Report: Unauthorized UK Downloaders to be Cut Off

A recent report has many buzzing over the possibility that British ISP’s might start become the copyright police.

Note: This is an article I wrote that was published elsewhere first. It has been republished here for archival purposes

The report contains the following:

A draft consultation suggests internet service providers would be required to take action over users who access pirated material via their accounts.

But the government is stressing that plans are at an early stage and it is still working on final proposals.

The Times suggested that broadband firms which failed to enforce the rules could be prosecuted, and the details of customers suspected of making illegal downloads made available to the courts.

The above in particular has had some suggesting that the DMCA (Digital Millennium Copyright Act) in the United States at least protected ISPs from such a predicament and therefore, allowed for safe havens – particularly with newsgroups. Unfortunately, such thoughts may be a little premature given that many things in recent months have happened that put into question the safe harbor provisions.

Last month, Zeropaid reported on AT&T saying that they would filter the internet for unauthorized traffic. People like Tim Wu have wondered if the major telecom company which controls more than half the telephone lines across the United States. What safe harbor provisions? Either way, as ZeroPaid also reported, it had Verizon saying that they would simply not follow suit in such business practices.

Though while it may seem all voluntary in the United State over whether or not a provider chooses to utilize the safe harbor provisions, there is also a case going on that might tst the safe harbor provision yet. This case, which ZeroPaid also reported on, is the Warner vs. Seeqpod case has brought into question on how one could qualify for the safe harbor provisions in the first place. Among the complaints Warner had against the company, there was the following:

SeeqPod aims to capitalize on the illegal use of “free” music to grow its user base rapidly and inexpensively.

Almost sounds like half of all the ISP advertising features with the ideas of “fast downloading”, or, ‘getting music quickly’, or ‘fighting with slow connections’, etc. While the case has yet to be played out in the courts – and some suggest that it’ll likely fall back onto the Google vs. Perfect10 case – it is likely to be a case to potentially put the safe harbor provisions into question in the first place. Could UseNet providers be on the hook in the future? At this point, who knows?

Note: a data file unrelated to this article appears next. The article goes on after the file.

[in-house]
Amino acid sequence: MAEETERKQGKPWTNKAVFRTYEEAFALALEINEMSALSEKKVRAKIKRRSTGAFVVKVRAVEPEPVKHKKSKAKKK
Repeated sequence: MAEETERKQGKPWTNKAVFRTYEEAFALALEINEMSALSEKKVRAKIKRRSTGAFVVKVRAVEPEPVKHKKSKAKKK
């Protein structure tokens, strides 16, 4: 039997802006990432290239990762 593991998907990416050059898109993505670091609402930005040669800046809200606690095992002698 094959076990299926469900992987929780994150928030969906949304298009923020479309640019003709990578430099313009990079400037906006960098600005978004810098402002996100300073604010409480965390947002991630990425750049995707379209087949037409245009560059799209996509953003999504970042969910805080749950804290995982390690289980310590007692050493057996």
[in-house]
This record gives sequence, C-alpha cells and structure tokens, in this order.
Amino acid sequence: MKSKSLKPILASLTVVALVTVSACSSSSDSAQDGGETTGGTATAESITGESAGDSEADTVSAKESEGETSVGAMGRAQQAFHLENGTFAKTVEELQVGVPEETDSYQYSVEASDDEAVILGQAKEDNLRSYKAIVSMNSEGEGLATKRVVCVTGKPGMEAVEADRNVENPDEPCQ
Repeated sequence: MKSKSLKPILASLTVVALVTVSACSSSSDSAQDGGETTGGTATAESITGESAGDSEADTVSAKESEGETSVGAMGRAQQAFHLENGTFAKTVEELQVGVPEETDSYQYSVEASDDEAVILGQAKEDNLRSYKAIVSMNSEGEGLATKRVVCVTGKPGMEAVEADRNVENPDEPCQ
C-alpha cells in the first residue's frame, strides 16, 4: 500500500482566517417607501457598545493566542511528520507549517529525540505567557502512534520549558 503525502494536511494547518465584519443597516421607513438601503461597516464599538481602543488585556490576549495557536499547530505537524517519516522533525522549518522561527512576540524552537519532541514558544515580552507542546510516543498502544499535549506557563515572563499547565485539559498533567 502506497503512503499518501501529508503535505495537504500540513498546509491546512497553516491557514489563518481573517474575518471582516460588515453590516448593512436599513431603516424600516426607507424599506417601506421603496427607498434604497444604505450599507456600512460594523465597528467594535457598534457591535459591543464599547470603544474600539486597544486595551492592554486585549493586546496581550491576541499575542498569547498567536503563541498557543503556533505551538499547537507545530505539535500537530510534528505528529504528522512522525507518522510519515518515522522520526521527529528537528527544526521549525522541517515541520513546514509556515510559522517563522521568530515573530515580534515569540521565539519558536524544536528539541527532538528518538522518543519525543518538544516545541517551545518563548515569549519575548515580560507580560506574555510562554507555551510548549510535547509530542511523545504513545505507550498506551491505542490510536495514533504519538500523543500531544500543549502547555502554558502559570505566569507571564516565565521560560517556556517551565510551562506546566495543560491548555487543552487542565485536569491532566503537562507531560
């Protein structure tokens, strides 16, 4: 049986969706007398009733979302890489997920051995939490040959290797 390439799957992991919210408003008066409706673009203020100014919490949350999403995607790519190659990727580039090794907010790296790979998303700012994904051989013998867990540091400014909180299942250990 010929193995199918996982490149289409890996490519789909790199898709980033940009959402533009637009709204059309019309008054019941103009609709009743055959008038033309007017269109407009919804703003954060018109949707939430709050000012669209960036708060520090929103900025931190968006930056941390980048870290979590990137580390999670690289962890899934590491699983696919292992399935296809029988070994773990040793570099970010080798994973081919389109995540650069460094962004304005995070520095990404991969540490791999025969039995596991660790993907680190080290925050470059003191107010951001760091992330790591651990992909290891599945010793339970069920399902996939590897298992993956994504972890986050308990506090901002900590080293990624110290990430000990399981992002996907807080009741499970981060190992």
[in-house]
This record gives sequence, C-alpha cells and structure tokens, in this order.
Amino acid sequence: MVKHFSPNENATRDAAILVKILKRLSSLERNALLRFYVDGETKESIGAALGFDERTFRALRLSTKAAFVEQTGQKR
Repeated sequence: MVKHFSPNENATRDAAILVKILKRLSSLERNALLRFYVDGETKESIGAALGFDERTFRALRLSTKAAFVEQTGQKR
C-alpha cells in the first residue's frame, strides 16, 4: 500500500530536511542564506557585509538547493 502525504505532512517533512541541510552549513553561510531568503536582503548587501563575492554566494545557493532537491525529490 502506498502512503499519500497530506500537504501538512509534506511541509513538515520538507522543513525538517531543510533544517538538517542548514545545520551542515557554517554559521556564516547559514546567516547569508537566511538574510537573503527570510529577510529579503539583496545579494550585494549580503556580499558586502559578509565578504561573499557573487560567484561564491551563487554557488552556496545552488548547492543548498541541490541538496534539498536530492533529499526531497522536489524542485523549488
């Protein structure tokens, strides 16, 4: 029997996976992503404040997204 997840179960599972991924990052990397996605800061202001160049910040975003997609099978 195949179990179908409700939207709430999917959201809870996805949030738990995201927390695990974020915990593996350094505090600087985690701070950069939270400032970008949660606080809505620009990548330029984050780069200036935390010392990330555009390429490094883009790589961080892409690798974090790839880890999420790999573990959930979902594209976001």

Meanwhile, back in Britain, the report arrives on the heals of the U2 band manager saying that ISPs should employ a ‘three strike’ system for copyright infringement. It is currently unclear whether, as of the drafts current iteration which was only leaked and not officially released, this would consist of being kicked off of only one ISP or ending up being banned from all the British ISPs. As it stands right now, the current version is said to be taking the U2 suggestion and proposing to employ it at this point.

The report also continues with the following:

Technology that allows internet providers to monitor what content is being downloaded is becoming more effective, said James Bates, media director at consultants Deloitte.

There is no shortage of criticism over network filtering being effective by any stretch of the imagination. One of the criticisms of network level filtering came from the IIA (Internet Industry Association of Australia)

One thing is for sure, trying to make ISPs in Europe turn into the copyright police is nothing new. A Spanish music group tried and failed to force an ISP to divulge the identities of alleged copyright infringer’s in a manner similar to the United States.

Unfortunately, also last month, the Europe also proposed that ISPs should be the ones fighting copyright infringement over the internet. It seems as though that Britain may be the first to try and take the European Union up on their proposal.

Open Rights Group, and advocacy group for consumer rights in the digital world, were able to find get a few tidbits of the proposal:

“Users suspected of wrongly downloading films or music will receive a warning e-mail for the first offence, a suspension for the second infringement and the termination of their internet contract if caught a third time, under the most likely option to emerge from discussions about the new law.

“Broadband companies who fail to enforce the ‘three-strikes’ regime would be prosecuted and suspected customers’ details could be made available to the courts. The Government has yet to decide if information on offenders should be shared between ISPs.”

The Open Rights Group said, “Any serious move towards disconnecting offenders is likely to play havoc with the Government’s ambition to foster an e-enabled society.”

“What’s more, as soon as law enforcers start snooping for IP addresses to pass on to ISPs for disconnection,” said the group, “hardcore filesharers will simply start using encryption to obfuscate their identities. Then they’ll develop software that makes it easy for non-technical people to do the same. And then industry will be back to square one.”

One thing is for sure, things are bound to get interesting if any of these ideas are followed through.

Drew Wilson on Twitter: @icecube85 and Google+.

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